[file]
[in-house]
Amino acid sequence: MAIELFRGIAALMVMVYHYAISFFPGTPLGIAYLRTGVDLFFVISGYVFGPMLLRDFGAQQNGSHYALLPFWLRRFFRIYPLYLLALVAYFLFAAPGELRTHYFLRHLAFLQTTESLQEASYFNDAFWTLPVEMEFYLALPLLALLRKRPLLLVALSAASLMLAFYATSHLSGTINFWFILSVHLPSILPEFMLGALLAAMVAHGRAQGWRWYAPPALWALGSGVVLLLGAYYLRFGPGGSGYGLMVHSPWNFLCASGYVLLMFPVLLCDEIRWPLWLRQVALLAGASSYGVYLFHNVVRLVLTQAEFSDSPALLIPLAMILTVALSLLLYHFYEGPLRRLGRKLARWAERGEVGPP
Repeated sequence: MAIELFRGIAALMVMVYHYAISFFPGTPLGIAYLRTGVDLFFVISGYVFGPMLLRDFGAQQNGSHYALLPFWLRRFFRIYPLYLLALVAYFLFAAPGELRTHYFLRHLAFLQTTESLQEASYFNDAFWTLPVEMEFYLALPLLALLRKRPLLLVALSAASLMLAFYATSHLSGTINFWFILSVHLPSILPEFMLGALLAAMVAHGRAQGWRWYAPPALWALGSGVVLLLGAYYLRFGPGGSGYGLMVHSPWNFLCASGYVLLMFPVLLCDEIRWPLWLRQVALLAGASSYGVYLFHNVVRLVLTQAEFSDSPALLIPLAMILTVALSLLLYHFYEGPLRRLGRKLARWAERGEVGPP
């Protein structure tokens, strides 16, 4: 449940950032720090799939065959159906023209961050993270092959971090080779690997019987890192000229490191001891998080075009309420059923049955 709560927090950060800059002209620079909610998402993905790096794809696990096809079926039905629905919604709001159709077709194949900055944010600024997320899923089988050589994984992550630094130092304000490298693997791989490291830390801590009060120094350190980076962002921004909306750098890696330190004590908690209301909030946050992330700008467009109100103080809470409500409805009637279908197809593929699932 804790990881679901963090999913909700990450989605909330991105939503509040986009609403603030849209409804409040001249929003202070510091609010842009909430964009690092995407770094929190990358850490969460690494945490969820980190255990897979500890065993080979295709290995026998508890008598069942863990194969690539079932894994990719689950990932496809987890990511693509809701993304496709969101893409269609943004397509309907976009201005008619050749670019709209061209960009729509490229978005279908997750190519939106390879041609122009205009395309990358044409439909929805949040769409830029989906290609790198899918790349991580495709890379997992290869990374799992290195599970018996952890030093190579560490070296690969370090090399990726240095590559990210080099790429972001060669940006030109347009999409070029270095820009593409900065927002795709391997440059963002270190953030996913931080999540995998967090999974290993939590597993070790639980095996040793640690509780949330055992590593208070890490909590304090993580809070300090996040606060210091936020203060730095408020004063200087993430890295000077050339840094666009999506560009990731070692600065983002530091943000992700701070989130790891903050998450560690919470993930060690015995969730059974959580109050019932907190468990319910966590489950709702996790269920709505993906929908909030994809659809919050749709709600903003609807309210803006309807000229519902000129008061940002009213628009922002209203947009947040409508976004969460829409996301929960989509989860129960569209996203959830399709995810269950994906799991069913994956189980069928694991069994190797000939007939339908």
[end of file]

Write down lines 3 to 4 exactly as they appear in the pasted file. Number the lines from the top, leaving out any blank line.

Repeated sequence: MAIELFRGIAALMVMVYHYAISFFPGTPLGIAYLRTGVDLFFVISGYVFGPMLLRDFGAQQNGSHYALLPFWLRRFFRIYPLYLLALVAYFLFAAPGELRTHYFLRHLAFLQTTESLQEASYFNDAFWTLPVEMEFYLALPLLALLRKRPLLLVALSAASLMLAFYATSHLSGTINFWFILSVHLPSILPEFMLGALLAAMVAHGRAQGWRWYAPPALWALGSGVVLLLGAYYLRFGPGGSGYGLMVHSPWNFLCASGYVLLMFPVLLCDEIRWPLWLRQVALLAGASSYGVYLFHNVVRLVLTQAEFSDSPALLIPLAMILTVALSLLLYHFYEGPLRRLGRKLARWAERGEVGPP
């Protein structure tokens, strides 16, 4: 449940950032720090799939065959159906023209961050993270092959971090080779690997019987890192000229490191001891998080075009309420059923049955 709560927090950060800059002209620079909610998402993905790096794809696990096809079926039905629905919604709001159709077709194949900055944010600024997320899923089988050589994984992550630094130092304000490298693997791989490291830390801590009060120094350190980076962002921004909306750098890696330190004590908690209301909030946050992330700008467009109100103080809470409500409805009637279908197809593929699932 804790990881679901963090999913909700990450989605909330991105939503509040986009609403603030849209409804409040001249929003202070510091609010842009909430964009690092995407770094929190990358850490969460690494945490969820980190255990897979500890065993080979295709290995026998508890008598069942863990194969690539079932894994990719689950990932496809987890990511693509809701993304496709969101893409269609943004397509309907976009201005008619050749670019709209061209960009729509490229978005279908997750190519939106390879041609122009205009395309990358044409439909929805949040769409830029989906290609790198899918790349991580495709890379997992290869990374799992290195599970018996952890030093190579560490070296690969370090090399990726240095590559990210080099790429972001060669940006030109347009999409070029270095820009593409900065927002795709391997440059963002270190953030996913931080999540995998967090999974290993939590597993070790639980095996040793640690509780949330055992590593208070890490909590304090993580809070300090996040606060210091936020203060730095408020004063200087993430890295000077050339840094666009999506560009990731070692600065983002530091943000992700701070989130790891903050998450560690919470993930060690015995969730059974959580109050019932907190468990319910966590489950709702996790269920709505993906929908909030994809659809919050749709709600903003609807309210803006309807000229519902000129008061940002009213628009922002209203947009947040409508976004969460829409996301929960989509989860129960569209996203959830399709995810269950994906799991069913994956189980069928694991069994190797000939007939339908």